|Ox: Charcoal Study S. Myers, Charcoal on Paper|
He lay, a brilliant splash of red and white in the spring-green grass - the quiet owner of a gorgeous pair of horns. I’ve so wanted a picture of him for my art; but day after day as we drove past his field, I did not have my camera, or we didn’t have time, or he and his fellow steer were at the far end of their lot.
But the other day I did capture his portrait. He didn’t mind my proximity, or my fuss with the camera. When spoken to, he looked at me with gentle unconcern.
This first study was drawn while looking at the photograph and remembering the animal himself – his massive bulk, the extravagant span and curve of his horns.
|Ox from Memory, Study S. Myers, Charcoal on Paper|
The second sketch is an experiment. I hid the photo from sight, also my resulting study, and simply drew from memory, trying to recall the information I had gathered.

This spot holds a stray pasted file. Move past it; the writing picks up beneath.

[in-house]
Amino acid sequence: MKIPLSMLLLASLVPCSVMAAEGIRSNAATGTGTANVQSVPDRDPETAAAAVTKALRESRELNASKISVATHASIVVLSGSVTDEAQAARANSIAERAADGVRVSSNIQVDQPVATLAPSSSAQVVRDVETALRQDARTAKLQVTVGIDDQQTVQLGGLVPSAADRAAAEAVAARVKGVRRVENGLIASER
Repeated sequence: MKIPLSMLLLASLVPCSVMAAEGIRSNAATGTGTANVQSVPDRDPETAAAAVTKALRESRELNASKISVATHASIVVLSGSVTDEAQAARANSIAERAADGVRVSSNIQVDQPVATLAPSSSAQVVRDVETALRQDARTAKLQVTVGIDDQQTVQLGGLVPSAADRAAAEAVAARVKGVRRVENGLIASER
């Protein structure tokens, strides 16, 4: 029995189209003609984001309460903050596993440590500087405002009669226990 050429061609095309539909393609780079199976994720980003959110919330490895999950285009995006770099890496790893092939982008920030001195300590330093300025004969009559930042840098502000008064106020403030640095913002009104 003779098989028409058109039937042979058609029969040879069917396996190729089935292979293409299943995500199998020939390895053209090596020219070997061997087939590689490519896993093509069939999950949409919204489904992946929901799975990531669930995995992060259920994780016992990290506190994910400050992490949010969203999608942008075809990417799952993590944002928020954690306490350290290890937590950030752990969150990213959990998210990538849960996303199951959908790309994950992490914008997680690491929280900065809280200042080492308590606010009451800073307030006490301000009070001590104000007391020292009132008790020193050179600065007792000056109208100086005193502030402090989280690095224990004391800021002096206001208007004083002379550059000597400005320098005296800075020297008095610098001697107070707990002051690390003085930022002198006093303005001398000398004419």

I really think this technique of working from mentally assembled information is similar to how the ancient Greeks created drawings for their pottery. There is both a certain simplification and a certain emphasis on memorable details in Greek pottery paintings that makes me think that though they gathered their primary information from life, painting on vases was not done directly from a live model. The forms had settled and brewed a little while in the consciousness, as a study and as a memory – of how a spine curves, of how a dog’s legs and head look from behind, of how fingers rest on a harp-string. Then the pot-painters created the red and black shapes that parade across the best of Greek ceramics – depictions of men, women, horses, lions... and, very occasionally, a handsome ox...